Frantz Fanon: The Brightness of Metal


‘Fanon’s thought is marked by an axiomatic commitment to an immediate and radical egalitarianism – including the recognition of a universal capacity for reason. It is shaped, in its deep structure, by a profoundly dialectical sense of the capacity for the human to be in motion. His thought, taken as a whole, did not waver from what Aimé Césaire, the extraordinary surrealist poet, described as the obligation ‘to see clearly, to think clearly — that is, dangerously’.

Liberation must, Fanon insists, restore ‘dignity to all citizens, fill their minds and feast their eyes with human things and create a prospect that is human because conscious and sovereign persons dwell therein’. For Fanon, the restoration of dignity is not a matter of return. The journey towards what, in the last year of his life, in a letter written to the Iranian intellectual Ali Shariati, he called ‘that destination where humanity lives well’ is undertaken via a constant process of becoming and enlargement of the sphere of democratic reason. As Lewis Gordon notes, for Fanon, legitimacy is not a matter of offering proof of racial or cultural authenticity; rather, it emerges ‘from active engagement in struggles for social transformation and building institutions and ideas that nourish and liberate the formerly colonized’.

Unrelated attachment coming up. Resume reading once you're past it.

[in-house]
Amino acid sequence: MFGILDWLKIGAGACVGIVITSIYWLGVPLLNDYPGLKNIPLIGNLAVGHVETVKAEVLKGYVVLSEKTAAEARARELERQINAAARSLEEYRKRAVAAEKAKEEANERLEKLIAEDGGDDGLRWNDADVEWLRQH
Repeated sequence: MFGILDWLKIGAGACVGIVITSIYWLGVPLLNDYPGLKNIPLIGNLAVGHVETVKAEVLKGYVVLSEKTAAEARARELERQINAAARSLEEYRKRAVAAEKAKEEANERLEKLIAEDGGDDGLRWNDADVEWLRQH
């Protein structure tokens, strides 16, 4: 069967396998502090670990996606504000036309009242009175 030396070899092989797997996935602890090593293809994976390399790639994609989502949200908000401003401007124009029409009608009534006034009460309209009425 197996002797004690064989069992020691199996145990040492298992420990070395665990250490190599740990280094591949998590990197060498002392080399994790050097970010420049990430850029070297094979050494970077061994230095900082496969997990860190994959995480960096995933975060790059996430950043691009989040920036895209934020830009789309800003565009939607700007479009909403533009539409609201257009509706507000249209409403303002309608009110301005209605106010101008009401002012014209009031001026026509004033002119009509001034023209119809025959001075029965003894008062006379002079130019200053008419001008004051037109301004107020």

For the university-trained intellectual, Fanon poses a simple demand, but one that retains its radical charge almost sixty years later: to move beyond the ontological and spatial ordering of oppression and commit to a form of insurgent and democratic praxis in which ‘a mutual current of enlightenment and enrichment’ is developed between protagonists from different social locations.’ More here.

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